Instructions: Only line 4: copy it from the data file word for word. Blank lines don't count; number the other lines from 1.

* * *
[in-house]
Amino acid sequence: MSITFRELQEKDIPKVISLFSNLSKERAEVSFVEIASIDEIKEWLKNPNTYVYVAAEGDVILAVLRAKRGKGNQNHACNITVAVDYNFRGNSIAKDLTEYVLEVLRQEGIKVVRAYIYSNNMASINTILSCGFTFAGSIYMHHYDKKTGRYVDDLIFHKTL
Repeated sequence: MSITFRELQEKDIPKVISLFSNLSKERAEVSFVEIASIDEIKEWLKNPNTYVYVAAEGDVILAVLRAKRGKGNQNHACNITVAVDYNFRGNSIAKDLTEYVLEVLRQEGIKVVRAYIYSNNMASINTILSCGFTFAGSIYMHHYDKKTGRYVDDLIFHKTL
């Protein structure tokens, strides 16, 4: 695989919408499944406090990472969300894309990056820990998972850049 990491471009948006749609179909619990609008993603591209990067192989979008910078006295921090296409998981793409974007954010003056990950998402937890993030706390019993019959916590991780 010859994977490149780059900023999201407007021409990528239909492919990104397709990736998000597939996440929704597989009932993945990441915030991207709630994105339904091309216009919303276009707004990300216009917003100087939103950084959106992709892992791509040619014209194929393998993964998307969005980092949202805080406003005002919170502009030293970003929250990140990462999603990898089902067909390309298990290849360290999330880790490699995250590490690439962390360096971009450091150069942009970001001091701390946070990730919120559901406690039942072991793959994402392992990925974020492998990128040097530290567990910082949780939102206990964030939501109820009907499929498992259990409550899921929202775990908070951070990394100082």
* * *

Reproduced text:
């Protein structure tokens, strides 16, 4: 695989919408499944406090990472969300894309990056820990998972850049 990491471009948006749609179909619990609008993603591209990067192989979008910078006295921090296409998981793409974007954010003056990950998402937890993030706390019993019959916590991780 010859994977490149780059900023999201407007021409990528239909492919990104397709990736998000597939996440929704597989009932993945990441915030991207709630994105339904091309216009919303276009707004990300216009917003100087939103950084959106992709892992791509040619014209194929393998993964998307969005980092949202805080406003005002919170502009030293970003929250990140990462999603990898089902067909390309298990290849360290999330880790490699995250590490690439962390360096971009450091150069942009970001001091701390946070990730919120559901406690039942072991793959994402392992990925974020492998990128040097530290567990910082949780939102206990964030939501109820009907499929498992259990409550899921929202775990908070951070990394100082």